One of the latest additions to the Christadelphian school in Vanuatu, a building constructed partly of “earthbags”, has been finished and is in use. One half of the new building houses the teachers’ excellent collections of resources. The other half is a classroom.
The Kapalpal Christadelphian School is located on the island of Tanna in Vanuatu (in the South Pacific Ocean). The school opened its doors in 2009 and was begun in support of a brother who was volunteer teaching at a local “school”. The government facility that was supposed to exist was non functional at the time. A photo below of two of the school’s 3 “classrooms” – since blown away in a cyclone which hit the area in 2011 – gives an indication of the extent of the need. Brother Michael Job was filling a gap, a big gap. He felt it was important that the children in this remote area have the opportunity to be educated. As he said at the time. “They cannot read their Bibles if they don’t know how to read.”
Kapalpal’s first building, below, was finished late in 2008 and was designed to cater for 70 children.
Unfortunately, it wasn’t enough. Over two hundred children have been registered with the school ever since it opened.
A second building, below, was added early in 2010.
The school follows the curriculum provided by the Vanuatu education department. As Kapalpal is considered to be what the government terms a ‘mission’ school, we have the freedom to teach true gospel from the Bible. In the primary school, Sunday School lessons are taught and a Bible camp held each year.
This year a junior secondary school has been established with Class 7. The extra classes for high school has meant that space has again become a major issue. Thanks to our volunteer workers and the funding supplied by the WCF, in June we were able to put up the new building, constructed of earth-bags and timber. The students in the high school range in age from 12-20 (such an age range is not unusual in Vanuatu, where non-compulsory education can be interrupted for many reasons). It was a real joy to engage these students in Bible teaching. In the hour that we scheduled for Bible studies each morning ,we covered the topic, “Why do we read the Bible?” Over 10 weeks we considered some reasons:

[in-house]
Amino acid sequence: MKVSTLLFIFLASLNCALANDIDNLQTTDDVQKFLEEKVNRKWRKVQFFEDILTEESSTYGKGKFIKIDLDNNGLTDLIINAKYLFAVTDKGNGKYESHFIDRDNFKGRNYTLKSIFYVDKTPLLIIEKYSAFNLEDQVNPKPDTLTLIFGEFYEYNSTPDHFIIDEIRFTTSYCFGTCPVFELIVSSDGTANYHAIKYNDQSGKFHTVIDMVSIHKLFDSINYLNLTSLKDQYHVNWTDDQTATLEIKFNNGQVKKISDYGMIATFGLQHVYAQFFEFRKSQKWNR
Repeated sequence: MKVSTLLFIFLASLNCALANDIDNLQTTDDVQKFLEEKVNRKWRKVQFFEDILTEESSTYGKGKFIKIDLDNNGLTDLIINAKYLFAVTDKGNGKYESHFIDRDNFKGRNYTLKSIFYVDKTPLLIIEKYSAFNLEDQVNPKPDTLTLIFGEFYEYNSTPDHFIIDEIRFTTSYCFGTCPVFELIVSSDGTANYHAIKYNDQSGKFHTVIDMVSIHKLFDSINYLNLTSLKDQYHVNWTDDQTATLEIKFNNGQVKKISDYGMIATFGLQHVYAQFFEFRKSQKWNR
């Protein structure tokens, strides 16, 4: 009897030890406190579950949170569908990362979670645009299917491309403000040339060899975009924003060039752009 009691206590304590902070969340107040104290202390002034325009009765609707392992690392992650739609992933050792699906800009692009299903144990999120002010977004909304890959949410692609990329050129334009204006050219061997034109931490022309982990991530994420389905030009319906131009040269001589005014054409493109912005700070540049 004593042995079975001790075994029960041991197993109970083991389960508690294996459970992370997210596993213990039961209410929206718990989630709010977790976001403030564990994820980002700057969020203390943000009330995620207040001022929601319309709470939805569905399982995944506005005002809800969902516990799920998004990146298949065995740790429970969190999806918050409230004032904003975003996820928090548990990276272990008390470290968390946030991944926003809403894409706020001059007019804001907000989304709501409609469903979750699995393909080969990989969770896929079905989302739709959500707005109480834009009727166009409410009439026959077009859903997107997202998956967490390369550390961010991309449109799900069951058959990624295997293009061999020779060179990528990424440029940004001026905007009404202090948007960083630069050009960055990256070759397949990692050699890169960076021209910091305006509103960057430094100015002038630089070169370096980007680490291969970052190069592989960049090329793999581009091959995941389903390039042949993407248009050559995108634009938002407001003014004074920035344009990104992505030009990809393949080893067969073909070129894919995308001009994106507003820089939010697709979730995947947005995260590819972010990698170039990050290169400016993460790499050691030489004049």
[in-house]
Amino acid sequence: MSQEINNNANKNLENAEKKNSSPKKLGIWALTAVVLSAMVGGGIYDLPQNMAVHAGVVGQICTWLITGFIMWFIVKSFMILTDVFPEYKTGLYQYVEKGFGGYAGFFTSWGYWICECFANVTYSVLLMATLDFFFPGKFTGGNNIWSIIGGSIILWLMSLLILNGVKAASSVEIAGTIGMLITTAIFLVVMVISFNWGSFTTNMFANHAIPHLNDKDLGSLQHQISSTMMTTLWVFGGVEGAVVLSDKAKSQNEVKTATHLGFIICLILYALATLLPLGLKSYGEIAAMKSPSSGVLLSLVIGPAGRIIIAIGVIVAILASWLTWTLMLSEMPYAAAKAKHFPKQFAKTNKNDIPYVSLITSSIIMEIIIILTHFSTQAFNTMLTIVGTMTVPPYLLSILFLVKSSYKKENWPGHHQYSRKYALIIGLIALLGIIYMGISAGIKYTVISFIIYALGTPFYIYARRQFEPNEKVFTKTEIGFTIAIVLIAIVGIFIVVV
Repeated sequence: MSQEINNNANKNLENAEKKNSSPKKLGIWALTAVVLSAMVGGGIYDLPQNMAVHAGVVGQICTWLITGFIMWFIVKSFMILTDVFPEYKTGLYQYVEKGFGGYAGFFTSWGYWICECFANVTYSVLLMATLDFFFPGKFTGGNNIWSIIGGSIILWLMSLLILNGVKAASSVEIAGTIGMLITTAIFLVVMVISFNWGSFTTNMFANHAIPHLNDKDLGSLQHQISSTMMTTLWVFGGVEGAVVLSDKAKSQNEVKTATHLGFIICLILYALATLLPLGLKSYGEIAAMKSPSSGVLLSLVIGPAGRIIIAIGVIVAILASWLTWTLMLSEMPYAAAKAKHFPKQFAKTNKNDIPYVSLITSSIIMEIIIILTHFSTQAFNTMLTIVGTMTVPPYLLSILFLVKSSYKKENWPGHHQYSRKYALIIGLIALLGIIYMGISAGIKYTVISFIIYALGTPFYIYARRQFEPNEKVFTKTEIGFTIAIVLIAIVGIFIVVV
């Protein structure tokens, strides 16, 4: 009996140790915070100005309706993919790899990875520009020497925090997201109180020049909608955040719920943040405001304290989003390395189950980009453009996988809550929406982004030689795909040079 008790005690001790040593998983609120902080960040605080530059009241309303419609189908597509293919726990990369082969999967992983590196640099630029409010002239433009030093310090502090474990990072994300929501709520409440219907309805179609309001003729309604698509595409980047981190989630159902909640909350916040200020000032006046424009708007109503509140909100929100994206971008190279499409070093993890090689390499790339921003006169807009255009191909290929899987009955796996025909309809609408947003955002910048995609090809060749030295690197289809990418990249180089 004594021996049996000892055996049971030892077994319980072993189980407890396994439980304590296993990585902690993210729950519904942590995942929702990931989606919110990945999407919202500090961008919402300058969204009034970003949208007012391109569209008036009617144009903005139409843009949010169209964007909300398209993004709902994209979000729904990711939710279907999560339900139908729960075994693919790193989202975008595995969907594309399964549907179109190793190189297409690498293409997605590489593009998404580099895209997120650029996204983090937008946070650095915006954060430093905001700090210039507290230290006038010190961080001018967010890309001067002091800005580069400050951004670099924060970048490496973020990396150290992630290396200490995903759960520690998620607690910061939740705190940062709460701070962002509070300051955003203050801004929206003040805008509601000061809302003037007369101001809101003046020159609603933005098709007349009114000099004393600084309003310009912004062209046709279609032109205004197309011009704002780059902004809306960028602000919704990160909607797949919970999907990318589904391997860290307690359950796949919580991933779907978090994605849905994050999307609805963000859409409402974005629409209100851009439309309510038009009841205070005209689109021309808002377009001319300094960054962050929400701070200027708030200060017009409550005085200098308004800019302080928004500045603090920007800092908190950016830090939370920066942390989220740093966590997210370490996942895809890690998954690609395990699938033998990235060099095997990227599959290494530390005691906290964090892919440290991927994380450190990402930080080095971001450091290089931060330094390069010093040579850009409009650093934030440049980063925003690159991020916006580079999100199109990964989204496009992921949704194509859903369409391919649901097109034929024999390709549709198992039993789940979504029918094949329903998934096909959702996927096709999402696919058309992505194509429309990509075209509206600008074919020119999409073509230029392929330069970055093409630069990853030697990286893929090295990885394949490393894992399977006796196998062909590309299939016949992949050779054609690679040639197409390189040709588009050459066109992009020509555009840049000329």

* To learn more about God (covered the story of Creation)
* Because it has fantastic and interesting stories (studied Gideon)
* To learn more about Jesus (feeding the five thousand and walking on the water)
* To get guidance and direction for our lives (various psalms, proverbs, etc)
* To understand how Jesus saves us ( in simple terms)
The students are attentive and appear to thoroughly enjoy the classes. Each of the students has their own Bible ( provided by the Jemima Fund)
When we left the class was beginning a study on the life of Paul. We hope to continue Bible Studies with the students until they graduate from Kapalapal in year 10.
The new building is made in good part of earth bags – synthetic bags filled with dirt. The upper half of the building is made of timber and is covered by a colourbond, iron roof. Because the cost of getting materials to the island is high we decided to trial use of local materials — bags of dirt and local timber. We have done this in hopes of reducing building costs but also because it may be a design that the local community can afford and replicate. If so, they will be better protected from the cold, wind and rain than is afforded by their thatch and bamboo huts. And, if built well, the earth bag homes should last much longer than those made of traditional materials.
The project begins, above, with a base of earthbags set in the ground.
The building, with lower half of earth bags and upper of timber.
Though the earth berm for the front of the completed building wasn’t done when the above photo was taken, the bags on all four sides were back-filled to protect the them from sunlight. Hopefully, the berms will be clothed in grass by this time next year.
We pray that our Father will continue to bless the work being done here in His service and that there will be a fruitful harvest from the classes taught .